I received this book for free from in exchange for an honest review. This does not affect my opinion of the book or the content of my review.Elvis: A Southern Life by Joel Williamson
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In Elvis Presley: A Southern Life, one of the most admired Southern historians of our time takes on one of the greatest cultural icons of all time. The result is a masterpiece: a vivid, gripping biography, set against the rich backdrop of Southern society--indeed, American society--in the second half of the twentieth century.
Author of The Crucible of Race and William Faulkner and Southern History, Joel Williamson is a renowned historian known for his inimitable and compelling narrative style. In this tour de force biography, he captures the drama of Presley's career set against the popular culture of the post-World War II South. Born in Tupelo, Mississippi, Presley was a contradiction, flamboyant in pegged black pants with pink stripes, yet soft-spoken, respectfully courting a decent girl from church. Then he wandered into Sun Records, and everything changed. "I was scared stiff," Elvis recalled about his first time performing on stage. "Everyone was hollering and I didn't know what they were hollering at." Girls did the hollering--at his snarl and swagger. Williamson calls it "the revolution of the Elvis girls." His fans lived in an intense moment, this generation raised by their mothers while their fathers were away at war, whose lives were transformed by an exodus from the countryside to Southern cities, a postwar culture of consumption, and a striving for upward mobility. They came of age in the era of the 1954 Brown vs. Board of Education ruling, which turned high schools into battlegrounds of race. Explosively, white girls went wild for a white man inspired by and singing black music while "wiggling" erotically. Elvis, Williamson argues, gave his female fans an opportunity to break free from straitlaced Southern society and express themselves sexually, if only for a few hours at a time.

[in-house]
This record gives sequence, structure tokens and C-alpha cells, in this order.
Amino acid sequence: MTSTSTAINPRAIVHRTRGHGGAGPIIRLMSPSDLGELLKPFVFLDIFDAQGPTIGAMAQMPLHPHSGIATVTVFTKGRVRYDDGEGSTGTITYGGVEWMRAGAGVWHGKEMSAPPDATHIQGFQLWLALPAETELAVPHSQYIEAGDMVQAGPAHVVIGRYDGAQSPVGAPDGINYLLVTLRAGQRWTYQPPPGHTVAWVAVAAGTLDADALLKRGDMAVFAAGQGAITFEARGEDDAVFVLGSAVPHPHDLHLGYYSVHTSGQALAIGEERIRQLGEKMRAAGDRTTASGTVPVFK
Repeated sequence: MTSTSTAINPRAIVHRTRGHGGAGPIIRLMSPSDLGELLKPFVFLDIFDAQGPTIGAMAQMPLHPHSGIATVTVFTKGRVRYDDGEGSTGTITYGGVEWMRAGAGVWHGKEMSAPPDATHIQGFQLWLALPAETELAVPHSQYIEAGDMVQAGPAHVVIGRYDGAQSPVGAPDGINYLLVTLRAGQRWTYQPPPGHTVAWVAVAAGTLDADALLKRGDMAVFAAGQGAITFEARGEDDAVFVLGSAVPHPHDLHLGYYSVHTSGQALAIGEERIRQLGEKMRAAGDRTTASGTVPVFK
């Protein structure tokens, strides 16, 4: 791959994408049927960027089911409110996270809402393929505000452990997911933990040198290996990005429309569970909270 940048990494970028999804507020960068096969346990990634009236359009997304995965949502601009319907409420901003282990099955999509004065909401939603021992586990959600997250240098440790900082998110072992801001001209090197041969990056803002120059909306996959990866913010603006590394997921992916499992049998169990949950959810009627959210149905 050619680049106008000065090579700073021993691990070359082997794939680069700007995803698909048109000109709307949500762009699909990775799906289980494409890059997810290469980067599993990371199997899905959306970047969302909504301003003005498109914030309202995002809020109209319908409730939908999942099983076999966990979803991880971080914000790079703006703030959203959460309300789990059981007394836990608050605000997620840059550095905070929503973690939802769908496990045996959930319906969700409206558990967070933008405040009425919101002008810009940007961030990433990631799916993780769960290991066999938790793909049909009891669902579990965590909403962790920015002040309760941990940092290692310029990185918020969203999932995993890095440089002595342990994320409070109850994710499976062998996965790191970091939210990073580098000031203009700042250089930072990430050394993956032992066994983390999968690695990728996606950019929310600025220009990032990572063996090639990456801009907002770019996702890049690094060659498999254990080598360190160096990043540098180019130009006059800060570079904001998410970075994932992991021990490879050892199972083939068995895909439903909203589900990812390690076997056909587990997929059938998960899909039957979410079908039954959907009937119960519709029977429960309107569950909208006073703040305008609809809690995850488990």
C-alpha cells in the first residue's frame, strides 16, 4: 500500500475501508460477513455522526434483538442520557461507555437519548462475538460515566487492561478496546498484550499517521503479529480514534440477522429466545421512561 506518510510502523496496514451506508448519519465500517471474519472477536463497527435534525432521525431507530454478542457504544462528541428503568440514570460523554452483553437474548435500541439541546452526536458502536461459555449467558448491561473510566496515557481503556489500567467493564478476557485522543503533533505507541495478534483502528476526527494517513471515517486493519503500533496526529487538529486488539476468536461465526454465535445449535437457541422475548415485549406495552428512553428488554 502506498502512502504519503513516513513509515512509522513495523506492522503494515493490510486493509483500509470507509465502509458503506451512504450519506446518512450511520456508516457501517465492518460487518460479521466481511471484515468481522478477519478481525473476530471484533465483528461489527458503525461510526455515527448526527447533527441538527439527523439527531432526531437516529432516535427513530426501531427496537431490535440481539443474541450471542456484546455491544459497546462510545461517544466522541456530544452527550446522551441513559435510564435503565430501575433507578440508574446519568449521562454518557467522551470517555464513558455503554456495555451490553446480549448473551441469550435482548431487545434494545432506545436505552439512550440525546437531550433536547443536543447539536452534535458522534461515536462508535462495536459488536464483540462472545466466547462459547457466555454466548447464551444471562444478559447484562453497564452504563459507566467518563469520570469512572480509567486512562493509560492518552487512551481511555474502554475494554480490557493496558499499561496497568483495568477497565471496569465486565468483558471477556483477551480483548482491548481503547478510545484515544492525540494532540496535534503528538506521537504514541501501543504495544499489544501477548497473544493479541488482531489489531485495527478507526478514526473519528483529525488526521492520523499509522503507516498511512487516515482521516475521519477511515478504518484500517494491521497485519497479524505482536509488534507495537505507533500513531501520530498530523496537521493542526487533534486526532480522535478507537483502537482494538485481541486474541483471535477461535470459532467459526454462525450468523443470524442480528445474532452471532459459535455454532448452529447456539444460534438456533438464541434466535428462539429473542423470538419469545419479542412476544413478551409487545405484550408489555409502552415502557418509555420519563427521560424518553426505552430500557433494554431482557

Rather than focusing on Elvis's music and the music industry, Elvis Presley: A Southern Life illuminates the zenith of his career, his period of deepest creativity, which captured a legion of fans and kept them fervently loyal for decades. Williamson shows how Elvis himself changed--and didn't. In the latter part of his career, when he performed regular gigs in Las Vegas and toured second-tier cities, he moved beyond the South to a national audience who had bought his albums and watched his movies. Yet the makeup of his fan base did not substantially change, nor did Elvis himself ever move up the Southern class ladder despite his wealth. Even as he aged and his life was cut short, he maintained his iconic status, becoming arguably larger in death than in life as droves of fans continue to pay homage to him at Graceland.
At first glance, Elvis Presley: A Southern Life is not my thing. I’m not the type of person who wants to know another person’s life because I live by the golden rule. I don’t want people mingling in my business. Therefore, I shall not mingle in theirs. It started out a little boring for me, but I was absorbed in reading it. The first parts were more about Elvis Presley the superstar, what was behind the scenes.
Though, it started with his death. Ain’t that fun? It talked about how Elvis became famous because of his female fans rather than because of his music. It sounded pretty ridiculous to me but if that was the way it happened then so be it. The book talked more about his sex life than I ever want to know. Not just of Elvis’s but of anyone’s. It made me ask Is there more to his life than girls? But then, of course, there’s his childhood. There’s his mother, his father, his school life. I liked those bits where it was about his childhood and those parts about his mother, but then the other parts bored the hell out of me.
As for the biography sense, well, there were parts that were extremely informative – down to exact prices of debt, bills, those kinds of things. But then there also parts where it skipped. I guess you’d only know what happened in those years he disappeared if you were really there with him. It was fair enough of a biography I should say. I have never read one, so I’m not the one to judge, but I didn’t like how the timeline jumps. One page were in the glorious peak of his career, the next we’re back to his sad, dark, hard childhood. I liked the little background for people he met, worked with. Though I can’t say everybody interested me.
Overall, this is a fair one. The writing was good. Three stars.
Reviewed by: Reneth